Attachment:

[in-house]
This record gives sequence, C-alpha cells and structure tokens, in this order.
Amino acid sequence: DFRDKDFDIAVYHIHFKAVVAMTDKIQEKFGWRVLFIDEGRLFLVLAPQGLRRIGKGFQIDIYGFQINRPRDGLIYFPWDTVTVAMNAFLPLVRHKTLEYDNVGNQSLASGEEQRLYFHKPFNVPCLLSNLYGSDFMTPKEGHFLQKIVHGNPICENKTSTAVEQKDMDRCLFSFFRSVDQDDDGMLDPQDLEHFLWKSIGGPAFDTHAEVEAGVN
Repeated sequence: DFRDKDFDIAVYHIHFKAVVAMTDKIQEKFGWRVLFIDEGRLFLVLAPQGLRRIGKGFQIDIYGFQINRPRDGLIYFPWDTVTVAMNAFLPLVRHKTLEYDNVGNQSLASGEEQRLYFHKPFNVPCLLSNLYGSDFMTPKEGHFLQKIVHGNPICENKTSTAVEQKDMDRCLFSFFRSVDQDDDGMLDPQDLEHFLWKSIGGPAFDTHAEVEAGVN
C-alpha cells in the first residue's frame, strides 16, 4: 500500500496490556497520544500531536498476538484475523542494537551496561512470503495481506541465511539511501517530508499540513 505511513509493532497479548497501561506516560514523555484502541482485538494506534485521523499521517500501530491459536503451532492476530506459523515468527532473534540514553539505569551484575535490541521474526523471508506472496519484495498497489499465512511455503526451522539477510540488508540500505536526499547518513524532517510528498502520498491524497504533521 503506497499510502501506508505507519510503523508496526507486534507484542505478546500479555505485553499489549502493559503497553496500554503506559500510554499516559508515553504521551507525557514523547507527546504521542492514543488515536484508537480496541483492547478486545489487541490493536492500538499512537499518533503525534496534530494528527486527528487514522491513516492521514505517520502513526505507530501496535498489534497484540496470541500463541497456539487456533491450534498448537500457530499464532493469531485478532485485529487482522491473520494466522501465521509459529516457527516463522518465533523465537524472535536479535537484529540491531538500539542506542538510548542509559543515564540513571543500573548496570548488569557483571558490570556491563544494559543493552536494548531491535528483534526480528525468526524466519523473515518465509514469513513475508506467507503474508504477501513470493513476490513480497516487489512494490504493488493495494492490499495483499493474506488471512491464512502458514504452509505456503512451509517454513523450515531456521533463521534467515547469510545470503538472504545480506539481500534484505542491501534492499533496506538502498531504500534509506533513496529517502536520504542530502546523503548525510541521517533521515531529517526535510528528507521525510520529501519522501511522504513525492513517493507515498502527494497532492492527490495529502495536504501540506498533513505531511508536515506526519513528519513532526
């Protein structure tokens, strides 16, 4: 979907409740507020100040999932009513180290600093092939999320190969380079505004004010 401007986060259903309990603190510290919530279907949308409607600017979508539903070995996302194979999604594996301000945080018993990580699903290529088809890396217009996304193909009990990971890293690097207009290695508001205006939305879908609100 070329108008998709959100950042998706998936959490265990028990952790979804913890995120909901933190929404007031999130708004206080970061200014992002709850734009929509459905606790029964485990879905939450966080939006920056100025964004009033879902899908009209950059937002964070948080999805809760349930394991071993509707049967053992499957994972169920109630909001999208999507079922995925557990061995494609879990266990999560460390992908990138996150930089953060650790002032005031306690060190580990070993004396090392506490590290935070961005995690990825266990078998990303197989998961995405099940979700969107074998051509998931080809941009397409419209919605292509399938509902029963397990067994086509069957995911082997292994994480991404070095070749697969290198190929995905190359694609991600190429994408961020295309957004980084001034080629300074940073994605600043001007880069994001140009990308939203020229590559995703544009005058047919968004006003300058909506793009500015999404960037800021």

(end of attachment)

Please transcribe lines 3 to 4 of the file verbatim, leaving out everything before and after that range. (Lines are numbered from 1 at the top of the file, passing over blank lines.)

Amino acid sequence: DFRDKDFDIAVYHIHFKAVVAMTDKIQEKFGWRVLFIDEGRLFLVLAPQGLRRIGKGFQIDIYGFQINRPRDGLIYFPWDTVTVAMNAFLPLVRHKTLEYDNVGNQSLASGEEQRLYFHKPFNVPCLLSNLYGSDFMTPKEGHFLQKIVHGNPICENKTSTAVEQKDMDRCLFSFFRSVDQDDDGMLDPQDLEHFLWKSIGGPAFDTHAEVEAGVN
Repeated sequence: DFRDKDFDIAVYHIHFKAVVAMTDKIQEKFGWRVLFIDEGRLFLVLAPQGLRRIGKGFQIDIYGFQINRPRDGLIYFPWDTVTVAMNAFLPLVRHKTLEYDNVGNQSLASGEEQRLYFHKPFNVPCLLSNLYGSDFMTPKEGHFLQKIVHGNPICENKTSTAVEQKDMDRCLFSFFRSVDQDDDGMLDPQDLEHFLWKSIGGPAFDTHAEVEAGVN